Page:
Monday, August 1, 2011

"You want me to do WHAT, myself?"

I'm holding the papers again. Reading them again. As if in the re-reading, they might say something different. Something less painful.

They are prescriptions. One is for two medications, Rimso-50 & Heparin. The second prescription is for the CLSC nurse, and it instructs her to instill the Rimso-50 and Heparin into my bladder as a treatment for interstitial cystitis, using a #16 catheter.

It has occurred to me that being able to read what is written on these papers is remarkable, given it was written by a doctor. Of course it is doctor-scratch, but readable doctor-scratch. Which, I guess if one was groping for positives, is a positive. It enables me to repeatedly read what is written on the papers, which encourages the ridiculous hope that at some point I will read something, anything, other than the fact that these meds have to be put directly into my bladder using a catheter.

I have also been told by a nurse at the medical centre that I will be taught how to do these treatments myself. Oh, joy. Oh, bliss. Oh, excuse me while I vomit.

The date on the papers is July 12th. Yes, I have been stalling. At first, I was at camp and so stalling came naturally. Then I was recovering from camp. That took a whole week. Then, I just didn't want to do it. I promised myself and my poor beleaguered bladder that this week would be IT. My bladder has reacted by flaring. I feel as if the lower half of my body is filled w/razors, and not the dull, dollar store ones, either.

And so, I hold the papers and re-read them and hope in vain that they don't say what I know they do say. I am afraid of having the treatments. I don't want any more pain. When I looked up the details of these medications that are supposed to decrease my pain level, it always disturbs me to find that increased pain is a side effect. I can handle my face puffing up like a birthday balloon, or hands going numb, or my knees turning purple, but more pain? Seriously?

Pain like this makes me feel weak, panicky and fragile. I am usually careful about who I talk to about how I feel in times like this. Inevitably, there will be a perfectly healthy person who wants to tell me how tough they are with pain, how they have dental procedures without anesthetic, how they give birth without happy drugs, how their last kidney stone was passed while squatting beside a hayfield, after which they hopped right back onto the wagon and kept on baling hay.

I have to admit, it takes all the power of God working in me to keep my mouth shut when one of these dear, brave ones comes down with the sniffles and spends 19 minutes of a 20 minute conversation whining about sore throats and red noses.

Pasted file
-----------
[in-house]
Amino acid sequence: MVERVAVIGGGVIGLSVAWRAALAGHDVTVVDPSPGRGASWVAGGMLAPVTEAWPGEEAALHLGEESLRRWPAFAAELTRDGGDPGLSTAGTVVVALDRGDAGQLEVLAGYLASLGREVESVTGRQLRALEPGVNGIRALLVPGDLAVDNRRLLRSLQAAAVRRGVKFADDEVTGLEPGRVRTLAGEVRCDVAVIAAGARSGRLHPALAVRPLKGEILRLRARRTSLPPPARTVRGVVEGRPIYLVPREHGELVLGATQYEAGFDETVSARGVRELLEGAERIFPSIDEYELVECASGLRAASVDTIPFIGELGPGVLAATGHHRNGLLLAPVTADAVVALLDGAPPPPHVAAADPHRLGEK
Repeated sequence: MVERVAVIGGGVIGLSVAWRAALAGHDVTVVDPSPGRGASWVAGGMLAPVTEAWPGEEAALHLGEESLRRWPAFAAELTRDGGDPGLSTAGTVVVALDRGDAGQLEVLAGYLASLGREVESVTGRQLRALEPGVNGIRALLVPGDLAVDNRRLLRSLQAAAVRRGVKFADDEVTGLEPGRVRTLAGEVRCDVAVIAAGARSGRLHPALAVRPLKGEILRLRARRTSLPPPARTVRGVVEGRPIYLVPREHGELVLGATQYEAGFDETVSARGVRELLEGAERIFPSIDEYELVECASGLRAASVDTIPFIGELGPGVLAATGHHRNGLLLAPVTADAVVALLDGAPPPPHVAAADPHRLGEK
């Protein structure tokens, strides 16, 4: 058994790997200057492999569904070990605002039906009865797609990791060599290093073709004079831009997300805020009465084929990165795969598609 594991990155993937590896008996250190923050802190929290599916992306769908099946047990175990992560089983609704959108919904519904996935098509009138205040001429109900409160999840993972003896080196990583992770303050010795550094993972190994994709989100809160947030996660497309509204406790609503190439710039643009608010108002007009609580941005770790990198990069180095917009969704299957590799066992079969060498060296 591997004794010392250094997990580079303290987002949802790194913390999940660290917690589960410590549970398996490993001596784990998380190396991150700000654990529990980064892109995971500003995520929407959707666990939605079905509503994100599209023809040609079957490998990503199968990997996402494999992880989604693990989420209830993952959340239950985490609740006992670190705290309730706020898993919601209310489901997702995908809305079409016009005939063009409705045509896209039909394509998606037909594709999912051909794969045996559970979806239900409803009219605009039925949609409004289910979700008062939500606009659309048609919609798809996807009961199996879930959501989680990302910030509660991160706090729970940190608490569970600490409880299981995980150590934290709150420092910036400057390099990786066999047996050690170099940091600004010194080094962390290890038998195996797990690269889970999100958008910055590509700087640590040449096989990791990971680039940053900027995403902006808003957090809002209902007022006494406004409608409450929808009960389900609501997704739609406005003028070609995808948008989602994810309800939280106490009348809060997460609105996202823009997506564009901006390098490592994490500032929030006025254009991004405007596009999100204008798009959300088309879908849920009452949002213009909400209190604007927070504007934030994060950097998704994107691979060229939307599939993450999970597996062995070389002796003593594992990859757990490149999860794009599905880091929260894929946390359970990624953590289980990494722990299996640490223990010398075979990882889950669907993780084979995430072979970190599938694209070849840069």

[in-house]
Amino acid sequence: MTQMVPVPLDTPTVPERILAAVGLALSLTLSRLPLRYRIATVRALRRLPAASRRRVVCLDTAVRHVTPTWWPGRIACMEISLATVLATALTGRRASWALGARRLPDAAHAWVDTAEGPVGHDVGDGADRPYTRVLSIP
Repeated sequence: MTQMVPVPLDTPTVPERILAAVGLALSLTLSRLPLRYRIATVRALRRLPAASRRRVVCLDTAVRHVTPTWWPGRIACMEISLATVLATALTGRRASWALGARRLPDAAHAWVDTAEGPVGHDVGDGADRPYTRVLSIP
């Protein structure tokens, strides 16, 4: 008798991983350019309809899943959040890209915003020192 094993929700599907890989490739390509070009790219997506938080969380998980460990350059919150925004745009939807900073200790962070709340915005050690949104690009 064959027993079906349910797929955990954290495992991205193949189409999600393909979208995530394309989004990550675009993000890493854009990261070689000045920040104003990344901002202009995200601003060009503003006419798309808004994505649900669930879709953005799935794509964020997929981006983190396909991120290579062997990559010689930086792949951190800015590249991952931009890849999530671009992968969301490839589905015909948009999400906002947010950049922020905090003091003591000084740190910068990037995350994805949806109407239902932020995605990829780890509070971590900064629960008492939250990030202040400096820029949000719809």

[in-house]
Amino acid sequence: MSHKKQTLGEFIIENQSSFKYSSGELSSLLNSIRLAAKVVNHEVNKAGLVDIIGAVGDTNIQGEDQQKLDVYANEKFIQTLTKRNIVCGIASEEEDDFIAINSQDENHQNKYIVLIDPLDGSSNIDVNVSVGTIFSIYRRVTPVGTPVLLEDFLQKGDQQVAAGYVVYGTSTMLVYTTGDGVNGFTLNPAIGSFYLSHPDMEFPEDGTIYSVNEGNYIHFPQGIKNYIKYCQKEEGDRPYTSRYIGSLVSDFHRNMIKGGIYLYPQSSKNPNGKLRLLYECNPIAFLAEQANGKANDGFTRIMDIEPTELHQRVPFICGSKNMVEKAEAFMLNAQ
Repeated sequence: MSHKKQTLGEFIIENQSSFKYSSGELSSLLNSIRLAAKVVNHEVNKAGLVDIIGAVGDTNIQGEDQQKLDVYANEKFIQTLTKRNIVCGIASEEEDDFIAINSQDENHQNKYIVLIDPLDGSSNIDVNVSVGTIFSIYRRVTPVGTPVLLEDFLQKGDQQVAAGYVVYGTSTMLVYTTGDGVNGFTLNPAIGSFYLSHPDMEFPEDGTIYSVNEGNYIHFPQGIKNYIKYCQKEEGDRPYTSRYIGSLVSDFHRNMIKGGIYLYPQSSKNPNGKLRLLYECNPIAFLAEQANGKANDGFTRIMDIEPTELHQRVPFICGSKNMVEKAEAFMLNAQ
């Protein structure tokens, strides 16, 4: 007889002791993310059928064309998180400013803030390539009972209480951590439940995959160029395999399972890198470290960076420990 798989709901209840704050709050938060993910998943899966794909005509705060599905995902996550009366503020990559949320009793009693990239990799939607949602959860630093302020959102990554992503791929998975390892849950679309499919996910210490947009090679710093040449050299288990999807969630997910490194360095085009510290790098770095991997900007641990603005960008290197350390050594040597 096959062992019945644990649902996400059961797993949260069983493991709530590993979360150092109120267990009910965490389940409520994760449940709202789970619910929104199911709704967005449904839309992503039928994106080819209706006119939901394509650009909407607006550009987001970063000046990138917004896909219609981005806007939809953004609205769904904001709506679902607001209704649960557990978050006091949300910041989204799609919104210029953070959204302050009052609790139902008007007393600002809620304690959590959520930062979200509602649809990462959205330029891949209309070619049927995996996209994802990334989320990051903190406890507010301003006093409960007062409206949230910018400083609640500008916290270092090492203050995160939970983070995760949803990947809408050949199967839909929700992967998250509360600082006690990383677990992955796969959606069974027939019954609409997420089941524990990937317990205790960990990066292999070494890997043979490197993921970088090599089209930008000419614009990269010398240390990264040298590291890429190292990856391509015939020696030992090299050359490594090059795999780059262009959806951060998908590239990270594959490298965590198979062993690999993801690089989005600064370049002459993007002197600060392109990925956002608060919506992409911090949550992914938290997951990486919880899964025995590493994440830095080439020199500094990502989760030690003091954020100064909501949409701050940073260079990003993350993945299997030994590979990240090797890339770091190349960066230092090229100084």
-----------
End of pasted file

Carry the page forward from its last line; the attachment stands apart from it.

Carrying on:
"Didn't they have any of those tissues with the lotion in them? *cough cough*"


It has been my prayer all along that being chronically ill would make me more compassionate, and that I would be able to see that those who don't understand, who judge harshly in ignorance or arrogance are much worse off that I am. Everyone suffers physically at some point, and compassion prepares us for our own suffering as well as for that of others. Those who have admonished me to "will the pain away", or to trust God more are left discouraged, lost and subject to their own judgment when they are unable to will their own pain away.

Being in pain, especially when it is as intense and sharp as it is now, automatically creates a fear reaction. The body is convinced it is in danger, especially when the pain is visceral. Facing a medical procedure that may increase the pain is a daunting task, at the best of times. I think, by writing this blog post and re-reading the prescriptions sheets, I am giving myself permission to be daunted.

I am, officially, daunted. Which is not to say that I am not going to show up at the front desk of my local CLSC, clutching my well-read prescription sheet, pale, shaky and ready to act a complete fool if only it will cause some compassionate soul to take pity on me and not leave me to do these treatments myself.

The thing is, God and I have been talking about this, and I think He's right. Trusting Him means acknowledging the pain, admitting my fear, and asking Him for courage that is beyond myself. It means choosing to believe that His love is real and active in me, even when my hands are shaking and the very word "catheter" makes me cringe. It means that this entire situation is about more than white lab coats, doctor-scratches, and medicines that may or may not burn. Even if at this very moment, I am not sure what it is all about, God knows. Which is not such a bum deal. Seriously.

No comments:

My Zimbio